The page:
1. Taking into account the state of the art, the costs of implementation and the nature, scope, context and purposes of processing as well as the risk of varying likelihood and severity for the rights and freedoms of natural persons, the controller and the processor shall implement appropriate technical and organisational measures to ensure a level of security appropriate to the risk, including inter alia as appropriate:
the pseudonymisation and encryption of personal data;
the ability to ensure the ongoing confidentiality, integrity, availability and resilience of processing systems and services;
the ability to restore the availability and access to personal data in a timely manner in the event of a physical or technical incident;
a process for regularly testing, assessing and evaluating the effectiveness of technical and organisational measures for ensuring the security of the processing.
2. In assessing the appropriate level of security account shall be taken in particular of the risks that are presented by processing, in particular from accidental or unlawful destruction, loss, alteration, unauthorised disclosure of, or access to personal data transmitted, stored or otherwise processed.
3. Adherence to an approved code of conduct as referred to in Article 40 or an approved certification mechanism as referred to in Article 42 may be used as an element by which to demonstrate compliance with the requirements set out in paragraph 1 of this Article.
4. The controller and processor shall take steps to ensure that any natural person acting under the authority of the controller or the processor who has access to personal data does not process them except on instructions from the controller, unless he or she is required to do so by Union or Member State law.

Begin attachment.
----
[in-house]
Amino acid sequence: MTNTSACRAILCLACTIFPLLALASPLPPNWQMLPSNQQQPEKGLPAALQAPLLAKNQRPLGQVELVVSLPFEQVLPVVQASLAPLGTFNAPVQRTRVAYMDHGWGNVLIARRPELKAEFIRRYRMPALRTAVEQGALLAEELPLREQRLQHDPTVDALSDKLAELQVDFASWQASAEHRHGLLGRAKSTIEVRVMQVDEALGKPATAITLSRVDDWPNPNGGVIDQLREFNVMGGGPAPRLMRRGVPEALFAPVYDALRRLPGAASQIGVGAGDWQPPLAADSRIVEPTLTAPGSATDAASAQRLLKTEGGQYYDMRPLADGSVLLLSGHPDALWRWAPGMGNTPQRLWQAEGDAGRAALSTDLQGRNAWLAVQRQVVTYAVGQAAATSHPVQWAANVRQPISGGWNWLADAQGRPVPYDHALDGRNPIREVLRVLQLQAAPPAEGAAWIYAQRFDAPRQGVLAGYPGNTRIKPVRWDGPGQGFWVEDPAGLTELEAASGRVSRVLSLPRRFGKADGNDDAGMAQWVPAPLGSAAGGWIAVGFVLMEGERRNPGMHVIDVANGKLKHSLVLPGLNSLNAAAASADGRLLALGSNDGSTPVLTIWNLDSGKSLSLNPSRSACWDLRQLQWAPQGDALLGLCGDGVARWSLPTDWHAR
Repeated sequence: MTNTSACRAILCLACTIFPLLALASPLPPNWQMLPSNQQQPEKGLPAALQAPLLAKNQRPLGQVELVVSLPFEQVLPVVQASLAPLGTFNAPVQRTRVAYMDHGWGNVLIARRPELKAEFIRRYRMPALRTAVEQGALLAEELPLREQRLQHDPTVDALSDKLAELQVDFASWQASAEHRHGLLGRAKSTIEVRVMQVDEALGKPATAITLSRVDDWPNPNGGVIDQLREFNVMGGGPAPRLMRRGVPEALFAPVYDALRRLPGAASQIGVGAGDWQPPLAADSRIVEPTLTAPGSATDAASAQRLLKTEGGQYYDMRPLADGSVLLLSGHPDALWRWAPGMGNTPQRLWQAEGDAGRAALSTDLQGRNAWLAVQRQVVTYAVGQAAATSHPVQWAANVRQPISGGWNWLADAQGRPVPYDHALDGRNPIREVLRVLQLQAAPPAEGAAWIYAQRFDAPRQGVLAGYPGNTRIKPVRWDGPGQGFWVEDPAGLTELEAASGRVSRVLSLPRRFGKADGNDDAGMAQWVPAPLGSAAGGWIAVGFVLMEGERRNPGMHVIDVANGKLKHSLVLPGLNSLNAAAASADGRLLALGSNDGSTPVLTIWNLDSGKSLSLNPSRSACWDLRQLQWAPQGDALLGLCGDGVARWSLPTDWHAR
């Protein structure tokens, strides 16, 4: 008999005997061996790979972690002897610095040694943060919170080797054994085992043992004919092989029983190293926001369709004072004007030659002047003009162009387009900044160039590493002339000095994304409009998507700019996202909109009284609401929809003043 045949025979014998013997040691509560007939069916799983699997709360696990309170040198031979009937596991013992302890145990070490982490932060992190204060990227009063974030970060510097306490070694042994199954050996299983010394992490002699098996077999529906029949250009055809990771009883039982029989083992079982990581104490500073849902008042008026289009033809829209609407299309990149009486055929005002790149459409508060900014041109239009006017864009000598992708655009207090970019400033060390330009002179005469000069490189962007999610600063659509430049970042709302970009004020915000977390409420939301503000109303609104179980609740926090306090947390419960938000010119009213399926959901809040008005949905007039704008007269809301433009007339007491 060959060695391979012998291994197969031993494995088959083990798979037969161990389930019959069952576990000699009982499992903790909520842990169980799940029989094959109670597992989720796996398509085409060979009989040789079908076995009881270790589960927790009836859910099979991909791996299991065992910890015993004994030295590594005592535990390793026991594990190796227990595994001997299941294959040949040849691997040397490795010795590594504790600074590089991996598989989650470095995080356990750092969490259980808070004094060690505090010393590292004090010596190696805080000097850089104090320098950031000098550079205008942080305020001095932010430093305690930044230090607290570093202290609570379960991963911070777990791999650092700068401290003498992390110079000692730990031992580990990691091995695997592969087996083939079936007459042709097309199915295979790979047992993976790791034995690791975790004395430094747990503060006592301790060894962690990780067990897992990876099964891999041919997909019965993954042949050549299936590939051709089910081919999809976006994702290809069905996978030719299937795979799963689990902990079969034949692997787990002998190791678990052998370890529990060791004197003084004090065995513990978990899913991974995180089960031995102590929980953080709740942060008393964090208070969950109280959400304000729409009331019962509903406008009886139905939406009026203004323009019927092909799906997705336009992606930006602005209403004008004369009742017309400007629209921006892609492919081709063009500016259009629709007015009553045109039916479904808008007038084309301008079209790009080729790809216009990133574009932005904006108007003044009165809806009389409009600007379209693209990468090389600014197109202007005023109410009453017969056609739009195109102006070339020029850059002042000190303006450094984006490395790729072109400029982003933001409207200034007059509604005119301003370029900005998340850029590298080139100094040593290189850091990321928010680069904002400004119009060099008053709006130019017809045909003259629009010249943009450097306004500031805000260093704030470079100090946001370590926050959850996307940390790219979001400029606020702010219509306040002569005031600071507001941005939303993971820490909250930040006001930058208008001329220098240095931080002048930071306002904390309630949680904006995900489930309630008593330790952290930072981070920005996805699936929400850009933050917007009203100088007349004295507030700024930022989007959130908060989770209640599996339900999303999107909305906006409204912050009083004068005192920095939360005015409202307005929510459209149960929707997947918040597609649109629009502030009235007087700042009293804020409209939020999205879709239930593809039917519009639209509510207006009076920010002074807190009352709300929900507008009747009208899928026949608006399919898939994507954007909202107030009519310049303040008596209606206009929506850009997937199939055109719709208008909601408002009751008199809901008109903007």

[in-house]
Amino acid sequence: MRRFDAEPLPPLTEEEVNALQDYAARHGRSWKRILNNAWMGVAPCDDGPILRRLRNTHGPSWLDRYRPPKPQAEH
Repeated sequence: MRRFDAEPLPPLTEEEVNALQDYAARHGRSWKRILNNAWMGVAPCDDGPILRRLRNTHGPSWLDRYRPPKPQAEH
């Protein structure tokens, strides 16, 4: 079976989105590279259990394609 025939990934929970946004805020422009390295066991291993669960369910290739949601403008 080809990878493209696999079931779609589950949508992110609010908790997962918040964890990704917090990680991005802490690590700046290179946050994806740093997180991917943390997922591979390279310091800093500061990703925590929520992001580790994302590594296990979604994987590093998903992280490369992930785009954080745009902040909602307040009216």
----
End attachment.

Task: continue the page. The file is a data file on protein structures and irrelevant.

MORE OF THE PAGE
Technical and organisational security measures are terms often used within the context of the GDPR.
A technical measure could be using antivirus software for malware detection on your computer or using video cameras to deter criminals. Both antivirus software and video cameras can help a company to maintain an appropriate level of security of the personally identifiable information that your company is processing.
An organisational measure could be processes, procedures or training of employees in best practices. Organisational measures are essential to implement in minor organisations as these often have fewer technical resources available to implement technical measures. Technical measures often require more specialised knowledge to implement appropriately.
The GDPR states that you need to implement ‘appropriate’ technical and organisational measures; in this regard, the meaning of ‘appropriate’ is a crucial term to understand for your compliance with the GDPR.
You will only know what is appropriate measures when you have assessed the risks of your organisation’s processing of personal data. So, you need to do a risk assessment.
Based on the results of your risk assessments, you will know what threats and potential consequences your organisation faces. Afterwards, it is essential to mitigate these risks by adopting ‘appropriate’ organisational and technical measures.